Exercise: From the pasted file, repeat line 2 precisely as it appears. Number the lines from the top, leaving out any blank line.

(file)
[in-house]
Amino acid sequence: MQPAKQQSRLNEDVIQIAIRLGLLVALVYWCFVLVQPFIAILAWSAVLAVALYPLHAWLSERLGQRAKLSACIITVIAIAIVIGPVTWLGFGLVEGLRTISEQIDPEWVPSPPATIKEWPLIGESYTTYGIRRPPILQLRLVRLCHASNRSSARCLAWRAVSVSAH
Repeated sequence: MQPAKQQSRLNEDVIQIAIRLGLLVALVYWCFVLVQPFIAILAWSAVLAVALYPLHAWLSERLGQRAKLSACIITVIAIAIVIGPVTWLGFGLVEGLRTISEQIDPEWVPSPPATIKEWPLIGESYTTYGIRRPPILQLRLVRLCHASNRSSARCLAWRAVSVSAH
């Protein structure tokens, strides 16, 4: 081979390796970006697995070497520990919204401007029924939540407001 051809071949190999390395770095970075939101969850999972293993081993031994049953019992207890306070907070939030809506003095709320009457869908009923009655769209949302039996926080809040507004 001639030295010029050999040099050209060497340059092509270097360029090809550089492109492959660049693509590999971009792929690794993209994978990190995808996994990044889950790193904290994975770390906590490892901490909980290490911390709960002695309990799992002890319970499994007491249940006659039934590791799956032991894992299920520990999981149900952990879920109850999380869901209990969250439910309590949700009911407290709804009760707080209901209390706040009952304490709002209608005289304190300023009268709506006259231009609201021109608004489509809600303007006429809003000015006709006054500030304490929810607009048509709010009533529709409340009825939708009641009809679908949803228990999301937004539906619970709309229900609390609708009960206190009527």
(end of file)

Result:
Amino acid sequence: MQPAKQQSRLNEDVIQIAIRLGLLVALVYWCFVLVQPFIAILAWSAVLAVALYPLHAWLSERLGQRAKLSACIITVIAIAIVIGPVTWLGFGLVEGLRTISEQIDPEWVPSPPATIKEWPLIGESYTTYGIRRPPILQLRLVRLCHASNRSSARCLAWRAVSVSAH